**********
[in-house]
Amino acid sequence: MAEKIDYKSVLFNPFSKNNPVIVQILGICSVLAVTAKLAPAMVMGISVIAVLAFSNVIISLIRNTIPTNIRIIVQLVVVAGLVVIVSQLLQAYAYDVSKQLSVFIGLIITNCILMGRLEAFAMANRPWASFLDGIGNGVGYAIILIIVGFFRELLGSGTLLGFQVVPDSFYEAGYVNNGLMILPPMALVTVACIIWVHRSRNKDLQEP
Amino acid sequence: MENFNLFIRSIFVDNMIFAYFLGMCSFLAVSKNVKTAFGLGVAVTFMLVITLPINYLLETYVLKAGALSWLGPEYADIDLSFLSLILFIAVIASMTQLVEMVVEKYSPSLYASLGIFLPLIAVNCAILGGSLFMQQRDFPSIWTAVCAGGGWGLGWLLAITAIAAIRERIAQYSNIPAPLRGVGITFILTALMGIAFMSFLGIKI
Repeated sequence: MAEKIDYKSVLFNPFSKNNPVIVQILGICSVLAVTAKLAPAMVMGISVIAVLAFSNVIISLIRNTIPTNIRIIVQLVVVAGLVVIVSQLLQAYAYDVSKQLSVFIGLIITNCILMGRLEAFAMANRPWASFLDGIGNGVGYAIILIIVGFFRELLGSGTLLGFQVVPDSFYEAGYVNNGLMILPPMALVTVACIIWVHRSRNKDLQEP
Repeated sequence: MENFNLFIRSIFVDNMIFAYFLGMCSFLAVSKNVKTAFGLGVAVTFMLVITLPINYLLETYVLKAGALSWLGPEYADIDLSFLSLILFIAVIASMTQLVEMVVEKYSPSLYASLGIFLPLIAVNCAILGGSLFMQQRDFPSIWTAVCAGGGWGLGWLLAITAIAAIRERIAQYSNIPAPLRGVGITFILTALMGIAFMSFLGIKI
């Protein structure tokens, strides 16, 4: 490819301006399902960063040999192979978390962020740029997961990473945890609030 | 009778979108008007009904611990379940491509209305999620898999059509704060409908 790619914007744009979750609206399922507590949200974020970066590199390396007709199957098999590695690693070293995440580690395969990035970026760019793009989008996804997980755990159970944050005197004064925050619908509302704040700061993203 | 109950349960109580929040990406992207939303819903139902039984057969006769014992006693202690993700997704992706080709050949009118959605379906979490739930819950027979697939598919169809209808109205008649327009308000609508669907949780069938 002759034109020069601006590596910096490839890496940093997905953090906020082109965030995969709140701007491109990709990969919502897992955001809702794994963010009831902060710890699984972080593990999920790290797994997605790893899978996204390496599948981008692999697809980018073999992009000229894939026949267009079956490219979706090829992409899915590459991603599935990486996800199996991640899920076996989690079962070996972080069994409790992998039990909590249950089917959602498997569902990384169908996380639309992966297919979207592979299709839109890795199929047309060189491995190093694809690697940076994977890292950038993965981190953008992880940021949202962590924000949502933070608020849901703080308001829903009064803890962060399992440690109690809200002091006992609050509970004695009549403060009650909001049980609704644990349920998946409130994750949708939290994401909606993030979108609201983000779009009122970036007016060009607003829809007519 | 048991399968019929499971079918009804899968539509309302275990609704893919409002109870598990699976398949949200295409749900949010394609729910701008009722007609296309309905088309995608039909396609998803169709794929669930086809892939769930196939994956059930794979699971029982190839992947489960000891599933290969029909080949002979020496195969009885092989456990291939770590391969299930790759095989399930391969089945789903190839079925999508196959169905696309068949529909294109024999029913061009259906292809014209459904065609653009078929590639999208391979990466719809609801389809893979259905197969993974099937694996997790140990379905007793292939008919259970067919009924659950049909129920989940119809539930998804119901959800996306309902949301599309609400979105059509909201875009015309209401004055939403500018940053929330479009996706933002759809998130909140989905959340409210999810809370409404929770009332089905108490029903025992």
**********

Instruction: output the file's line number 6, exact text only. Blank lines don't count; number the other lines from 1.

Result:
């Protein structure tokens, strides 16, 4: 490819301006399902960063040999192979978390962020740029997961990473945890609030 | 009778979108008007009904611990379940491509209305999620898999059509704060409908 790619914007744009979750609206399922507590949200974020970066590199390396007709199957098999590695690693070293995440580690395969990035970026760019793009989008996804997980755990159970944050005197004064925050619908509302704040700061993203 | 109950349960109580929040990406992207939303819903139902039984057969006769014992006693202690993700997704992706080709050949009118959605379906979490739930819950027979697939598919169809209808109205008649327009308000609508669907949780069938 002759034109020069601006590596910096490839890496940093997905953090906020082109965030995969709140701007491109990709990969919502897992955001809702794994963010009831902060710890699984972080593990999920790290797994997605790893899978996204390496599948981008692999697809980018073999992009000229894939026949267009079956490219979706090829992409899915590459991603599935990486996800199996991640899920076996989690079962070996972080069994409790992998039990909590249950089917959602498997569902990384169908996380639309992966297919979207592979299709839109890795199929047309060189491995190093694809690697940076994977890292950038993965981190953008992880940021949202962590924000949502933070608020849901703080308001829903009064803890962060399992440690109690809200002091006992609050509970004695009549403060009650909001049980609704644990349920998946409130994750949708939290994401909606993030979108609201983000779009009122970036007016060009607003829809007519 | 048991399968019929499971079918009804899968539509309302275990609704893919409002109870598990699976398949949200295409749900949010394609729910701008009722007609296309309905088309995608039909396609998803169709794929669930086809892939769930196939994956059930794979699971029982190839992947489960000891599933290969029909080949002979020496195969009885092989456990291939770590391969299930790759095989399930391969089945789903190839079925999508196959169905696309068949529909294109024999029913061009259906292809014209459904065609653009078929590639999208391979990466719809609801389809893979259905197969993974099937694996997790140990379905007793292939008919259970067919009924659950049909129920989940119809539930998804119901959800996306309902949301599309609400979105059509909201875009015309209401004055939403500018940053929330479009996706933002759809998130909140989905959340409210999810809370409404929770009332089905108490029903025992």